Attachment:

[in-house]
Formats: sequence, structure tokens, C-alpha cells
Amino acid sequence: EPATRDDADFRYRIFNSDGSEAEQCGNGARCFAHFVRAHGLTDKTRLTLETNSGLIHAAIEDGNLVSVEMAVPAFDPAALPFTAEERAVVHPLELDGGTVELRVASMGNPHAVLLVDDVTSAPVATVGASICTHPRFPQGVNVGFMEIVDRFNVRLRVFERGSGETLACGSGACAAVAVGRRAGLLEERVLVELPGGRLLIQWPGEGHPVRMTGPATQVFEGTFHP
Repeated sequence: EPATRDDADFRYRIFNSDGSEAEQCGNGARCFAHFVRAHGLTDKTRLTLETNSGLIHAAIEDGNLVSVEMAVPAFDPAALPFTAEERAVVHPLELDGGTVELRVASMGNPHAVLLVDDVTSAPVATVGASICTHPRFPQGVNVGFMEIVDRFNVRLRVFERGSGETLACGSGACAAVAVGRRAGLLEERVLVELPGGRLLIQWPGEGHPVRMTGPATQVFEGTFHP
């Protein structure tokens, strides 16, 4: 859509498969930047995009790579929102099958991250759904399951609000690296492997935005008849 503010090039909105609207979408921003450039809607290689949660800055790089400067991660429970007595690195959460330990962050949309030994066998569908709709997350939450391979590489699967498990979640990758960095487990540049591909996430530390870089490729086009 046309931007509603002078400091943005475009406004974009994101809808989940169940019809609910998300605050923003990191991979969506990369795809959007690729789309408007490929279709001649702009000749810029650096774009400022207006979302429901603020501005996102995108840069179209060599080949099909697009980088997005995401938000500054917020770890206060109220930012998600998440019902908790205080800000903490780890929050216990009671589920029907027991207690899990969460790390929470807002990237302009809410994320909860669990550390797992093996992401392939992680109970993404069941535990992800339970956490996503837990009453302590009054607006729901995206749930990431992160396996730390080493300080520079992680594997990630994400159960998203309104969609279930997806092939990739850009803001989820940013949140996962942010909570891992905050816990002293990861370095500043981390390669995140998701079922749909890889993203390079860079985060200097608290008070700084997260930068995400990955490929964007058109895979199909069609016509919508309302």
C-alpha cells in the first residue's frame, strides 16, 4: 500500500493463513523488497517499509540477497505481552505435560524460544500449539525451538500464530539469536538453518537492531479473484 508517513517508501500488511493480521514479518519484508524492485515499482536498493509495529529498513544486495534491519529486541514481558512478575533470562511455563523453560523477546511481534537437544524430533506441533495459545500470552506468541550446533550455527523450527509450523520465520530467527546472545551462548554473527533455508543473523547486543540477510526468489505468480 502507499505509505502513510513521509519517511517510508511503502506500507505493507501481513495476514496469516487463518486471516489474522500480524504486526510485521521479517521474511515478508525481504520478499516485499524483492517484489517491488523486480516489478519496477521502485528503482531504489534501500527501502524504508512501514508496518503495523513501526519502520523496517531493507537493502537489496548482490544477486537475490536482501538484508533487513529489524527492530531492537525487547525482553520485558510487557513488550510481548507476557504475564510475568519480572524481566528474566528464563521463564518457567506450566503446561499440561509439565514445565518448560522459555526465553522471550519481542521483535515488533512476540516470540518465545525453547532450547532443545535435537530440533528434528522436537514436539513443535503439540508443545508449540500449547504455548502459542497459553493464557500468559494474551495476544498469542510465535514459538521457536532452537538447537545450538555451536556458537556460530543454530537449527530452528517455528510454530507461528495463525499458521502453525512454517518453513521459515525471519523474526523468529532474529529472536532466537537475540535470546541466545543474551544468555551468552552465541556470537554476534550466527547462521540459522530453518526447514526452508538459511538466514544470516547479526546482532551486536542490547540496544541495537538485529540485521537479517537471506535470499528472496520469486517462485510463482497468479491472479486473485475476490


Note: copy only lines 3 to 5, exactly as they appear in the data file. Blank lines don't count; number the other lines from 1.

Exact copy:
Amino acid sequence: EPATRDDADFRYRIFNSDGSEAEQCGNGARCFAHFVRAHGLTDKTRLTLETNSGLIHAAIEDGNLVSVEMAVPAFDPAALPFTAEERAVVHPLELDGGTVELRVASMGNPHAVLLVDDVTSAPVATVGASICTHPRFPQGVNVGFMEIVDRFNVRLRVFERGSGETLACGSGACAAVAVGRRAGLLEERVLVELPGGRLLIQWPGEGHPVRMTGPATQVFEGTFHP
Repeated sequence: EPATRDDADFRYRIFNSDGSEAEQCGNGARCFAHFVRAHGLTDKTRLTLETNSGLIHAAIEDGNLVSVEMAVPAFDPAALPFTAEERAVVHPLELDGGTVELRVASMGNPHAVLLVDDVTSAPVATVGASICTHPRFPQGVNVGFMEIVDRFNVRLRVFERGSGETLACGSGACAAVAVGRRAGLLEERVLVELPGGRLLIQWPGEGHPVRMTGPATQVFEGTFHP
């Protein structure tokens, strides 16, 4: 859509498969930047995009790579929102099958991250759904399951609000690296492997935005008849 503010090039909105609207979408921003450039809607290689949660800055790089400067991660429970007595690195959460330990962050949309030994066998569908709709997350939450391979590489699967498990979640990758960095487990540049591909996430530390870089490729086009 046309931007509603002078400091943005475009406004974009994101809808989940169940019809609910998300605050923003990191991979969506990369795809959007690729789309408007490929279709001649702009000749810029650096774009400022207006979302429901603020501005996102995108840069179209060599080949099909697009980088997005995401938000500054917020770890206060109220930012998600998440019902908790205080800000903490780890929050216990009671589920029907027991207690899990969460790390929470807002990237302009809410994320909860669990550390797992093996992401392939992680109970993404069941535990992800339970956490996503837990009453302590009054607006729901995206749930990431992160396996730390080493300080520079992680594997990630994400159960998203309104969609279930997806092939990739850009803001989820940013949140996962942010909570891992905050816990002293990861370095500043981390390669995140998701079922749909890889993203390079860079985060200097608290008070700084997260930068995400990955490929964007058109895979199909069609016509919508309302």